Nora (A Doll’s House) by Henrik Ibsen has reached the age of 137 years by now. Yet it is still hauled out of the archives because it narratively frames the battle of the sexes in a striking manner. After almost a century and a half, director Sarah Moeremans drastically changes course. Nora is no longer comfortable in the role that she has had to play: not in her family, not on stage, not in the world (as a legendary character).

We have come to live in a world in which the balance between men and women are far less asymmetrical, so why would we remain representing it that way on stage?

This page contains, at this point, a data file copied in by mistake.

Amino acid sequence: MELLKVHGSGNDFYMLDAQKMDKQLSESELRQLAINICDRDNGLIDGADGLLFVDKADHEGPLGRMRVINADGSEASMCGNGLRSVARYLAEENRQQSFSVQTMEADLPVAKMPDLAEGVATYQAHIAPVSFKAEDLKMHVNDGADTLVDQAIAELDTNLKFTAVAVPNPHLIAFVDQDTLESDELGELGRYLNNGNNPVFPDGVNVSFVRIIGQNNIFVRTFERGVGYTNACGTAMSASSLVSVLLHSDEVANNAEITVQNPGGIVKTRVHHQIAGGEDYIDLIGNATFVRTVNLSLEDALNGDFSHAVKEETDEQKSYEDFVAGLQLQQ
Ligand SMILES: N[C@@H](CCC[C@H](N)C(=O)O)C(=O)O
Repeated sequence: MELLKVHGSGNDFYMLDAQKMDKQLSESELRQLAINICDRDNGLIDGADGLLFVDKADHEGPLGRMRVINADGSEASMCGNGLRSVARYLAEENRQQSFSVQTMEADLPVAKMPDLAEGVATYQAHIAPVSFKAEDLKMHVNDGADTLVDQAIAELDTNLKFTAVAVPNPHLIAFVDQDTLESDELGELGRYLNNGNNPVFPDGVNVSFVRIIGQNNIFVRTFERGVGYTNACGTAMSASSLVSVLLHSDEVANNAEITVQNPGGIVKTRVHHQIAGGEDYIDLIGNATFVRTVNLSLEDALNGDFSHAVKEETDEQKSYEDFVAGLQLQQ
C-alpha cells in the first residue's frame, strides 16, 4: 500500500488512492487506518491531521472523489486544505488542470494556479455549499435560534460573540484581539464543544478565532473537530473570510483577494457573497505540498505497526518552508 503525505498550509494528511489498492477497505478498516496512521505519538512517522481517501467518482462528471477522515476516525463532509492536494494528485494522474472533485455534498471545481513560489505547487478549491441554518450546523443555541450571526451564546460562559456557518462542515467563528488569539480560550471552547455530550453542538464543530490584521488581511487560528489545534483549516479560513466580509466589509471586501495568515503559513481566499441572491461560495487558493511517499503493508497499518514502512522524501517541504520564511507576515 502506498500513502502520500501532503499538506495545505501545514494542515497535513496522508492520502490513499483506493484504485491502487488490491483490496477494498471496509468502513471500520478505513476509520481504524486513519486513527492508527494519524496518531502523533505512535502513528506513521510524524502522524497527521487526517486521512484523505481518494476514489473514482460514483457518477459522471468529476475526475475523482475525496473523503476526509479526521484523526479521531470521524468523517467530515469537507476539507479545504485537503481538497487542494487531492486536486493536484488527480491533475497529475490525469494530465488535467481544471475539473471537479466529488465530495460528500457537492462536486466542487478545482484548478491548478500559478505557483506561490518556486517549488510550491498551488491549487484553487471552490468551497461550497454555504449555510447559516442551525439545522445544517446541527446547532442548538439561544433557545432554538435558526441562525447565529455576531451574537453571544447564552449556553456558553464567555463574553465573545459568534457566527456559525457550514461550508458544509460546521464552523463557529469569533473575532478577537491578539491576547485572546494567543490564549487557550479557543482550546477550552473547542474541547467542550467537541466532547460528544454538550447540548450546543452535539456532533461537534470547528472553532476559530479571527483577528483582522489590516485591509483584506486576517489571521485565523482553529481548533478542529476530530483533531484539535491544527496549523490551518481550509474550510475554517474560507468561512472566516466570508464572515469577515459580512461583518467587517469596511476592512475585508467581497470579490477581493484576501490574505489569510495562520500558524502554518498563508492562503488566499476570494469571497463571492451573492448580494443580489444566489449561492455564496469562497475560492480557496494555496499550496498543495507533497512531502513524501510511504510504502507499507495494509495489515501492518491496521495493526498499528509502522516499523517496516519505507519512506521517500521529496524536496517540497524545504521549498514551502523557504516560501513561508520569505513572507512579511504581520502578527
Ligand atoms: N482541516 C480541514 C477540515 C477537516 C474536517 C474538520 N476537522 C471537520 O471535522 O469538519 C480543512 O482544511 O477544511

In a new adaptation by playwright Joachim Robbrecht, Nora won’t be stomped upon throughout the play only to pack a suitcase at the very end. In this, Crashtest Ibsen: Nora is a satire about today’s attitude towards women’s rights, morals, money and the function of theatre.

Crashtest Ibsen: Nora is part of the Crashtest Ibsen series, in which Ibsen’s classic plays are tested on their actuality. The political accusations of his time, the late 19th century, have partly been given an answer by the period that divides us from them. That creates a need for new questions, forms and answers.

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